Williams tapped as official leader of The Women’s Place

Dr. Andreá Williams looks forward to helping make The Women’s Place a greater resource for promoting equity at Ohio State, aiming to build the office’s reach and impact.

By Aaron Marshall

Andrea Williams standing in front of Black Lives Matter street art
Photo by Jo McCulty

A scholar, teacher, and leader whose academic expertise focuses on African American and American literature, Dr. Andreá Williams was recently appointed as the new director of The Women’s Place.

Since January 1, 2020, Williams had served as the interim director of the unit dedicated to bringing greater equity for women at The Ohio State University. Williams said her main goal is to guide The Women’s Place in helping to set the optimal conditions at the university that allow women to shine. “The goal of The Women’s Place is that women and people of every gender will be able to make their full contributions in a campus environment that is safe, equitable and rewarding,” she said.

Dr. James L. Moore III, the vice-provost for diversity and inclusion, said it was an easy decision to tap Williams for the permanent role. “I look forward to watching The Women’s Place continue to soar under Dr. Williams’ leadership,” he said.

Williams said she’s aiming to build the office’s reach and impact. “Throughout my time at the university, I have benefited from the networking and programs that The Women’s Place offers. Now as director, I look forward to helping to make The Women’s Place a greater resource for promoting equity at Ohio State.” The office plans to expand the Advocates and Allies Program, which promotes support among men for gender parity. “We need to address the structural impediments to women’s progress and people who do not identify as women can contribute collectively to that effort,” Williams said.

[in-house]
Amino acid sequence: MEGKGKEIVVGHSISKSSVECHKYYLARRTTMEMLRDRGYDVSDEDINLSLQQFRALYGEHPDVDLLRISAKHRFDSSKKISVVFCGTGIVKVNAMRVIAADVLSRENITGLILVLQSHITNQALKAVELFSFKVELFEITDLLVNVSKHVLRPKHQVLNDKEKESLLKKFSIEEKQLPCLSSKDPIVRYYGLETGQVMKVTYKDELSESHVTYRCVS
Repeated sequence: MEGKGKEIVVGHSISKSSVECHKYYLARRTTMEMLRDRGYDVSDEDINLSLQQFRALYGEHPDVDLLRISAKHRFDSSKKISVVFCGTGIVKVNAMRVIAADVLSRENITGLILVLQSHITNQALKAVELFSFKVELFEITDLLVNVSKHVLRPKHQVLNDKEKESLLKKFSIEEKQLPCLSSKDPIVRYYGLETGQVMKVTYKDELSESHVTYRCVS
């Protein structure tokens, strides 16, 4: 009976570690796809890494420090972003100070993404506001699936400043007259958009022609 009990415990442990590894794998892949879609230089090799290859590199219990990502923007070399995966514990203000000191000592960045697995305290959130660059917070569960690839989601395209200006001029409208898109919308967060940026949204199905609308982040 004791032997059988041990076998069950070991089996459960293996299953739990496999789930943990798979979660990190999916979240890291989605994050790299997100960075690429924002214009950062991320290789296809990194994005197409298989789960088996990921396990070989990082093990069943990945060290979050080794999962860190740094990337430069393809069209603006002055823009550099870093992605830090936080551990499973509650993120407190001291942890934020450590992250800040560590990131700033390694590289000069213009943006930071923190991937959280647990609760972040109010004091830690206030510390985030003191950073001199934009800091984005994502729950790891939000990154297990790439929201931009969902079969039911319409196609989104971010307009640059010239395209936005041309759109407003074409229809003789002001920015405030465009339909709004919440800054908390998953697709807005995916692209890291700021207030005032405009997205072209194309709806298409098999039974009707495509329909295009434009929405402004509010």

Williams’ vision for The Women’s Place also includes expanding leadership and professional development programs and carving out a greater proactive role for influencing policy against a backdrop of shifting norms. “Even as COVID-19 is creating a ‘new normal,’ we recognize that ‘norms’ of whatever sort are too often created as though they are gender-neutral when they actually have disproportionately limiting impacts on women and other minoritized groups,” she said.

Dr. Williams intends to bring some insights from her academic research into her advocacy for Ohio State women. She currently is writing a book that traces the lives and writing of unmarried African American women who helped to cultivate singleness as a viable long-term lifestyle in the 20th century. “Pursuing gender pay equity and financial well-being is part of ensuring women’s independence and success,” Williams adds.

Dr. Williams has been awarded grants and fellowships from Rutgers University, the National Humanities Center, and the American Council of Learned Societies (ACLS). At Ohio State, she is an associate professor in the Department of English and has served widely on college and university committees and as vice chair of the Department of English, winning awards for teaching and leadership on campus. She is an alumna of Spelman College, a historically Black women’s college in Atlanta, and earned her PhD at the University of North Carolina at Chapel Hill.